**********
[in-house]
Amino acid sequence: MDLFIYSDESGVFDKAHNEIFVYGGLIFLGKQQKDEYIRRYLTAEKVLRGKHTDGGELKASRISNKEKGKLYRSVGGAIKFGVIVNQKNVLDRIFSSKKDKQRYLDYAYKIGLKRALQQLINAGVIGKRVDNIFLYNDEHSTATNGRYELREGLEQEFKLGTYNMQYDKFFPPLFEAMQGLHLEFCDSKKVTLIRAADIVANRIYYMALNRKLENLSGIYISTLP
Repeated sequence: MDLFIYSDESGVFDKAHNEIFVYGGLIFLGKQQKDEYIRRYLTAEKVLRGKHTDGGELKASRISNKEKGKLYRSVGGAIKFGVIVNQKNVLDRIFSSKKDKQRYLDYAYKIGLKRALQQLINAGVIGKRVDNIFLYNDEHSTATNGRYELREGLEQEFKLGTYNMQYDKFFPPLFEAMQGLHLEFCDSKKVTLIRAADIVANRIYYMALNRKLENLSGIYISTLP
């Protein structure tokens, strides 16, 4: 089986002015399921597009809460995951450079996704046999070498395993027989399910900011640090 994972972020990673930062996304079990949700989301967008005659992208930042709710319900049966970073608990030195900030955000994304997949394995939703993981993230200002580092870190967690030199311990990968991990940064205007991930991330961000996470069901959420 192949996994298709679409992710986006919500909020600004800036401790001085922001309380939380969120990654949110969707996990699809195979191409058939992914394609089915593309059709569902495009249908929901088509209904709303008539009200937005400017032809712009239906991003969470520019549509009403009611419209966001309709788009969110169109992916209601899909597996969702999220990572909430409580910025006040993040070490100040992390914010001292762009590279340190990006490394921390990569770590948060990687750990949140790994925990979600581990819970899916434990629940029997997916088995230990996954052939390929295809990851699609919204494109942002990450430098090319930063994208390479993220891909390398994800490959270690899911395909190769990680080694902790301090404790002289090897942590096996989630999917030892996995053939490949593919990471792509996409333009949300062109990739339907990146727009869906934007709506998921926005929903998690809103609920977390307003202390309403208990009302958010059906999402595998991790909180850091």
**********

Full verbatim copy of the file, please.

[in-house]
Amino acid sequence: MDLFIYSDESGVFDKAHNEIFVYGGLIFLGKQQKDEYIRRYLTAEKVLRGKHTDGGELKASRISNKEKGKLYRSVGGAIKFGVIVNQKNVLDRIFSSKKDKQRYLDYAYKIGLKRALQQLINAGVIGKRVDNIFLYNDEHSTATNGRYELREGLEQEFKLGTYNMQYDKFFPPLFEAMQGLHLEFCDSKKVTLIRAADIVANRIYYMALNRKLENLSGIYISTLP
Repeated sequence: MDLFIYSDESGVFDKAHNEIFVYGGLIFLGKQQKDEYIRRYLTAEKVLRGKHTDGGELKASRISNKEKGKLYRSVGGAIKFGVIVNQKNVLDRIFSSKKDKQRYLDYAYKIGLKRALQQLINAGVIGKRVDNIFLYNDEHSTATNGRYELREGLEQEFKLGTYNMQYDKFFPPLFEAMQGLHLEFCDSKKVTLIRAADIVANRIYYMALNRKLENLSGIYISTLP
């Protein structure tokens, strides 16, 4: 089986002015399921597009809460995951450079996704046999070498395993027989399910900011640090 994972972020990673930062996304079990949700989301967008005659992208930042709710319900049966970073608990030195900030955000994304997949394995939703993981993230200002580092870190967690030199311990990968991990940064205007991930991330961000996470069901959420 192949996994298709679409992710986006919500909020600004800036401790001085922001309380939380969120990654949110969707996990699809195979191409058939992914394609089915593309059709569902495009249908929901088509209904709303008539009200937005400017032809712009239906991003969470520019549509009403009611419209966001309709788009969110169109992916209601899909597996969702999220990572909430409580910025006040993040070490100040992390914010001292762009590279340190990006490394921390990569770590948060990687750990949140790994925990979600581990819970899916434990629940029997997916088995230990996954052939390929295809990851699609919204494109942002990450430098090319930063994208390479993220891909390398994800490959270690899911395909190769990680080694902790301090404790002289090897942590096996989630999917030892996995053939490949593919990471792509996409333009949300062109990739339907990146727009869906934007709506998921926005929903998690809103609920977390307003202390309403208990009302958010059906999402595998991790909180850091």